From James Lovell
Philada. 24th. Octr. 1778
I was not a little surprized Yesterday at seing a Letter from you to Mr. S. Adams by Mr. Archer,1 in which you make no sort of Acknowledgement of any of my numerous Scrawls; 14 or 15 have at least gone on the Way to you.
I have felt myself lately under the Necessity of letting you go by guess as to what we are doing here. Congress have the Papers of the Committee for foreign Affairs on their Table, and are taking their own Time to execute any Thing material for you to know; therefore I would not take upon myself to give you any Detail of those Matters, further than to say that the Presence of Mr. Deane and Mr. Carmichael seems rather to perplex than clear our Views. Those Gentlemen having been at Variance for a Season and now cordially reconciled, there is a sort of a Task in accommodating the Meaning of Expressions used at different Periods under the Influence of different Passions.2 The only Result of Interrogatories I forsee must therefore be the Loss of that Time which had better be spent in attending to our Finances. And here, by the Way, I must ask what are become of your Terrors on that Score. Not a Word of Finances in your Letter to Mr. S. A. Do you not know that our Depreciation of Currency is the main Stay of our Enemies. We must immediately Loan 60,000,000 out of Circulation and tax vigorously, or we shall be all afloat.
Can we not borrow in your Neighbourhood? But, you are a wrong Man to ask. You are averse to Debts abroad. Believe me, it is the general Opinion here that our Sons and Grandchildren ought rightfully to pay a Part of the Purchase we are now making for them. We must therefore contract abroad a Debt for the Payment of which a sinking Fund must be established here. This need not hinder us from rendering such a Provision repealable by the Sale of Property which may easily be acquired southward of Georgia and Eastward of the Province of Main.
I have been and am much unwell. I have escaped a settled nervous Fever by Care upon the most violent Symptoms. Writing hurts me. Your affectte. Frd. and Servt.
P.S. I find Congress has determined on something relative to Doctr. Franklin.3 Your Situation becoms the next immediate Objects. I will go abroad this Day tho little fit for Business. Your Honor and Happiness are dear to me and to many others. The Delay of republican assemblies is the only Thing against you. Your Character is esteemed. Your Ideas of distributing the Gentlemen abroad4 are the ruling Ideas here, and will be carried into Effect I am certain. I wish you had been as free in hinting your own Inclinations as some of the other Gentlemen have been. I doubt not your cordial Endeavors for friendly Intercourse with the different Commissioners, recommended by a Resolve of the 22d.5 (as before) yr.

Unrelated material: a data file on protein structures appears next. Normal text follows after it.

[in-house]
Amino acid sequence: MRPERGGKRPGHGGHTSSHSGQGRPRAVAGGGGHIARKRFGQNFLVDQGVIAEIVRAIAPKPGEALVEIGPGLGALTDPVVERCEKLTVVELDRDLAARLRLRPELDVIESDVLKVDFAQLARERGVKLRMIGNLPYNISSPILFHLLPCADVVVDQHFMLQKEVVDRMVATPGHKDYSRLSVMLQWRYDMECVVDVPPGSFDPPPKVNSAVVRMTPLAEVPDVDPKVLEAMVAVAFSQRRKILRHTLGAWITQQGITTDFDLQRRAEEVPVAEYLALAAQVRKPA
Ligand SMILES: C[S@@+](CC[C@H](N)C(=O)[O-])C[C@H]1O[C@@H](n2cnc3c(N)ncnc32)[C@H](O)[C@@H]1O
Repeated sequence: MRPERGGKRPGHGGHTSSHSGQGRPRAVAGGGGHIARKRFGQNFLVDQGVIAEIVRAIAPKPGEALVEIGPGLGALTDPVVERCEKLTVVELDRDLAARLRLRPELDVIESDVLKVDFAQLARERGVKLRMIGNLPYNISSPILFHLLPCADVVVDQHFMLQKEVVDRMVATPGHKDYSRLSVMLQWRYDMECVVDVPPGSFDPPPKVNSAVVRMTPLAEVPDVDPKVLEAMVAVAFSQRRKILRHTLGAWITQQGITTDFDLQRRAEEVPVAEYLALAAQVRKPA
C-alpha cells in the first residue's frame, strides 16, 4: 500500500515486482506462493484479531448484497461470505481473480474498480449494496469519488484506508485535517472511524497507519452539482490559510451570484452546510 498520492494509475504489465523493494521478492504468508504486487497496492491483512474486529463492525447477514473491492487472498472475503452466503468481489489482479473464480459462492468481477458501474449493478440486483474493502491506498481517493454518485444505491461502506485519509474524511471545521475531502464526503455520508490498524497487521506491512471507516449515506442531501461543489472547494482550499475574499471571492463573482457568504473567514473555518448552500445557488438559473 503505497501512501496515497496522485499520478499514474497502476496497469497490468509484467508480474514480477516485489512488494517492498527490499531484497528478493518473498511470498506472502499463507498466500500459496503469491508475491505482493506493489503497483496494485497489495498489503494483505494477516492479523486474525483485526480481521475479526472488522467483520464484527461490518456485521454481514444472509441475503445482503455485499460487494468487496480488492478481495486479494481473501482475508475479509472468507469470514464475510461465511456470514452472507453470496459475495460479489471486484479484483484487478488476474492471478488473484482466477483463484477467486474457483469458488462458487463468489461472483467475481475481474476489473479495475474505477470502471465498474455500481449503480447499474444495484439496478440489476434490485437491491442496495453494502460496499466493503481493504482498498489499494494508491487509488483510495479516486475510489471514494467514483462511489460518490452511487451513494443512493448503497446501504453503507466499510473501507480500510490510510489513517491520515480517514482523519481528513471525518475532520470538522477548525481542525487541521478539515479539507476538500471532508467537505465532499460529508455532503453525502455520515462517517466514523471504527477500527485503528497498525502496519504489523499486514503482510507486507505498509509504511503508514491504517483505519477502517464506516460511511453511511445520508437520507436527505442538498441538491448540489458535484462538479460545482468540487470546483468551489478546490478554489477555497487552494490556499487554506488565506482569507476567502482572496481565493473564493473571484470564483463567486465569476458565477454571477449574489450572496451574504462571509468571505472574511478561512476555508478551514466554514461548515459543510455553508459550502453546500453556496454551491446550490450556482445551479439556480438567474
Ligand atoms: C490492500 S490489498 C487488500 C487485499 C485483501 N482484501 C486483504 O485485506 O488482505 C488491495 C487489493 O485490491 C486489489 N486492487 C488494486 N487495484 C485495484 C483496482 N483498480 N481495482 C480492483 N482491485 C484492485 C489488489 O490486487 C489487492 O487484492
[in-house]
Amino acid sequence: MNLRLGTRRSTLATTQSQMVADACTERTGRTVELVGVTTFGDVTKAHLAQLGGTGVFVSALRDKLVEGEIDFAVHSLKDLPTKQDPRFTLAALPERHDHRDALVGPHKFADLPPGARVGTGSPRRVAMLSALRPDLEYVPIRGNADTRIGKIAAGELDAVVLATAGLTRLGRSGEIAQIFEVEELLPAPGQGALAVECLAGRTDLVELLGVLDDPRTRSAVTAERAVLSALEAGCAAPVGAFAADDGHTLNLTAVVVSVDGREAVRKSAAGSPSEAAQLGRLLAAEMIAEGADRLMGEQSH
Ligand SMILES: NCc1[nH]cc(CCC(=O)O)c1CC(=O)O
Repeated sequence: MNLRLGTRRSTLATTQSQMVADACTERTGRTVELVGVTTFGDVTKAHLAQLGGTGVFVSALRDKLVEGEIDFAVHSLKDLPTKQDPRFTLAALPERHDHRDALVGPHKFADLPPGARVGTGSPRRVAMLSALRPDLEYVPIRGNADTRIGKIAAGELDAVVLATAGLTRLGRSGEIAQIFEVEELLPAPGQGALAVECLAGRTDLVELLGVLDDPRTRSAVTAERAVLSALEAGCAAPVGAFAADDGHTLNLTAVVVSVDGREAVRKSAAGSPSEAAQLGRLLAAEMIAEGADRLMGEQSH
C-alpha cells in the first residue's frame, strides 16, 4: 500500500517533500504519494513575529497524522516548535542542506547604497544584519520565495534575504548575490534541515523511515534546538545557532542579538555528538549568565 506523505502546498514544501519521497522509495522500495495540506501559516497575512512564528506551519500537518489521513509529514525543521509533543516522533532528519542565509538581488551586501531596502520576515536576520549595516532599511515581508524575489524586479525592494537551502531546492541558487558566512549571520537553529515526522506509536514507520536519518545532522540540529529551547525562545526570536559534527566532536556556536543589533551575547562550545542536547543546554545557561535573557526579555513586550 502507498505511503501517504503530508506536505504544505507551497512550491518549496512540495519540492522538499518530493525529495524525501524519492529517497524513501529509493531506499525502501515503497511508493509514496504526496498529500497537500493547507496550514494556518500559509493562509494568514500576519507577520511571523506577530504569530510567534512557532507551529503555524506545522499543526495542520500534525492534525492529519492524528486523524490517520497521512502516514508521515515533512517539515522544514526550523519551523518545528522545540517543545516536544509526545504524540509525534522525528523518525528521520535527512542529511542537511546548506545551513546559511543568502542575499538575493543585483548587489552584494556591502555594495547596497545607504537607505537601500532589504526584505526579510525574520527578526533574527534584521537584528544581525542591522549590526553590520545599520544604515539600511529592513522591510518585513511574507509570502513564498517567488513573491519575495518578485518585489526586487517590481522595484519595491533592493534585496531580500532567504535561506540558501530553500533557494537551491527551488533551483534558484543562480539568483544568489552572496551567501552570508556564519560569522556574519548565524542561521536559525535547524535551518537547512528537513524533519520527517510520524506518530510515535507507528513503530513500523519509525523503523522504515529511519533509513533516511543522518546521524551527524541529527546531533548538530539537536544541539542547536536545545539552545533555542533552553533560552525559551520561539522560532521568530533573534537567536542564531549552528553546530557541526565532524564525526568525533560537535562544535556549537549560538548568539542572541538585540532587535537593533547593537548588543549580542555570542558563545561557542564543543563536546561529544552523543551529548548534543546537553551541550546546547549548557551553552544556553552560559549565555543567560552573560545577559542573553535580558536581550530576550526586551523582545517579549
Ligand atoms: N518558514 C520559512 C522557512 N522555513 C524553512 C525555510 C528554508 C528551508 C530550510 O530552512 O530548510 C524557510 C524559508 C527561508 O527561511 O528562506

RC (Adams Papers); docketed on the second page: “Mr Lovel. ans Feb. 13. 1779”; on the fourth page: “Mr. Lovel 24. Octr. 1778.”
1. Of 21 May (vol. 6:144–145, calendar entry; JA, Diary and Autobiography description begins Diary and Autobiography of John Adams, ed. L. H. Butterfield and others, Cambridge, 1961; 4 vols. description ends , 4:106–108).
2. On 18 Sept., Richard Henry Lee informed the congress that he had information, probably obtained from Arthur Lee, that in the previous year William Carmichael had charged Silas Deane with the misuse of public funds as well as other improprieties adversely affecting the work of the Commissioners. On 22 Sept., Carmichael was ordered to testify and did so on 28 and 30 Sept. and 5 Oct. Although Carmichael had, in 1777, been at odds with Deane, by the time of his return to America in early 1778 he was involved in a major disagreement with Arthur Lee. This may explain why, as Lovell notes here, Carmichael’s testimony regarding Deane’s financial activities was so equivocal (JCC description begins Worthington C. Ford and others, eds., Journals of the Continental Congress, 1774–1789, Washington, 1904–1937; 34 vols. description ends , 12:927–928, 941–942, 964, 970, 984; Papers in Relation to the Case of Silas Deane, Phila., 1855, p. 141–149; Floyd B. Streeter, “The Diplomatic Career of William Carmichael,” Maryland Historical Magazine, 8:124–127 [June 1913]).
3. Benjamin Franklin was named minister plenipotentiary to France on 14 Sept., and his instructions were approved on 26 Oct. (JCC description begins Worthington C. Ford and others, eds., Journals of the Continental Congress, 1774–1789, Washington, 1904–1937; 34 vols. description ends , 12:908, 1039–1052). But this letter and others referring to Franklin’s new assignment, including those from Samuel Adams of 25 Oct., the Committee for Foreign Affairs of 28 Oct., and Richard Henry Lee of 29 Oct. (all below), did not reach JA until 12 Feb. 1779. The letters’ delay was owing to the difficulty of finding a safe means to send the news to France. This ultimately meant that these letters, as well as Franklin’s official notice of his appointment, were entrusted to Lafayette, who did not sail for France until early January (JA, Diary and Autobiography description begins Diary and Autobiography of John Adams, ed. L. H. Butterfield and others, Cambridge, 1961; 4 vols. description ends , 2:353; president of the congress to Benjamin Franklin, 26 Oct., Wharton, ed., Dipl. Corr. Amer. Rev. description begins Francis Wharton, ed., The Revolutionary Diplomatic Correspondence of the United States, Washington, 1889; 6 vols. description ends , 2:807–809). Therefore, despite being the earliest letters informing JA of Franklin’s new position, they were not the means by which he learned of the appointment. For that, see JA to James Lovell, 27 Nov. (below).